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"'. . . that He may teach us about His ways
And that we may walk in His paths.'
For from Zion will go forth the Law
Even the Word of God from Jerusalem."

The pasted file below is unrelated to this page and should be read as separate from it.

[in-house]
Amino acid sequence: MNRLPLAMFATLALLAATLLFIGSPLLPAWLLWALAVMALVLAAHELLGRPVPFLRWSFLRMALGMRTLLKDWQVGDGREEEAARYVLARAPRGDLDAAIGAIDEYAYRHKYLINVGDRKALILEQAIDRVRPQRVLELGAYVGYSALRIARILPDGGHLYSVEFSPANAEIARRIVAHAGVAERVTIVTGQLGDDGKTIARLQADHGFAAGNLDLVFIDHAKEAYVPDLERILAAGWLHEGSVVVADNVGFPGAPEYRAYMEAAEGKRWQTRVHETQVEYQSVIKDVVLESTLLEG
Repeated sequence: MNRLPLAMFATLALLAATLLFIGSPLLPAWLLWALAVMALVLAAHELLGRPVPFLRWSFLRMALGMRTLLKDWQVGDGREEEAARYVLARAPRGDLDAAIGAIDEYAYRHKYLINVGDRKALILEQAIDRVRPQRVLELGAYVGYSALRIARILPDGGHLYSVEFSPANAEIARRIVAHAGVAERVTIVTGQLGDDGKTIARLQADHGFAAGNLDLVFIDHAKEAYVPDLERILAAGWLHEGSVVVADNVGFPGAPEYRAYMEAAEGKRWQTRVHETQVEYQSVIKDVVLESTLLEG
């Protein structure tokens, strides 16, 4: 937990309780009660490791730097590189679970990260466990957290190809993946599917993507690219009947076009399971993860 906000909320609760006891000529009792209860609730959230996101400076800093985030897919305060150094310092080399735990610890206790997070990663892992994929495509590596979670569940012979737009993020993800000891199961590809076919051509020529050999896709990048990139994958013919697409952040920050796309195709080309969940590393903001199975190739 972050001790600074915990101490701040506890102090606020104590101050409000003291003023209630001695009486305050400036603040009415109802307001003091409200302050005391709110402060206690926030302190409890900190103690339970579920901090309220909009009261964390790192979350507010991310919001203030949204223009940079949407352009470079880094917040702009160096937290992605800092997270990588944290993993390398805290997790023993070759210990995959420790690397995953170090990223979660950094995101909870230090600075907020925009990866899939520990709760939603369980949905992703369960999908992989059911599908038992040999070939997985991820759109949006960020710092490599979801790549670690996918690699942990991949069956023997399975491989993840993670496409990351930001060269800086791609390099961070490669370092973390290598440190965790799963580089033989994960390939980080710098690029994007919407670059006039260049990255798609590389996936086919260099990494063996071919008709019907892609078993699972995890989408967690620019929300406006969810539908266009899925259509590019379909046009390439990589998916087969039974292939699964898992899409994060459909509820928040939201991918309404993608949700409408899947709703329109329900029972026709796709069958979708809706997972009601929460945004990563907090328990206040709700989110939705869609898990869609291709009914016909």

|Others who have held that "good" is informative in moral discourse have not been naturalistic objectivists, or intuitionists, or subjectivists of a private or societal brand; rather, they have viewed good instrumentally or from the standpoint of a process. A broad evolutionary theory says that "good" applies to that which is conducive to the development of new values (e.g., Julian Huxley). Marxism holds that those ideals are good which are adapted to the needs of a particular stage in economic-social, dialectical process (e.g., Marx, Engels). Men like Hegel and Bradley identified good with that which contributed to the realization of true selfhood, mans ultimate aim. But is change, or a classless society, or selfhood (whatever that means) genuinely "good"? How does one calculate moral directives or get the ability to follow them? Is there anything to recommend these aims over competing ones? Can obligation be derived from such notions of "good"? Such questions serve to undermine the ethical authority of process theory ethics and underline the arbitrariness of their standards. It would seem that any man could claim that his behavior represented the pioneering newness of the evolutionary process, or the appropriate expression of dialectical materialism, or the true realization of genuine selfhood. Who could gainsay him? On the other hand, what besides coercion could motivate a person who is recalcitrant to the process? Since the only intrinsic good is that toward which the process is moving, is it not accurate to say that coerced behavior is just as morally praiseworthy as willing behavior since both further the process? Since any means can be justified by the end, and since no person can presume to speak authoritatively as to what behavior will actually promote the realization of the desired end, ethics is once again adrift from universal obligation and concrete directives and correctives. |
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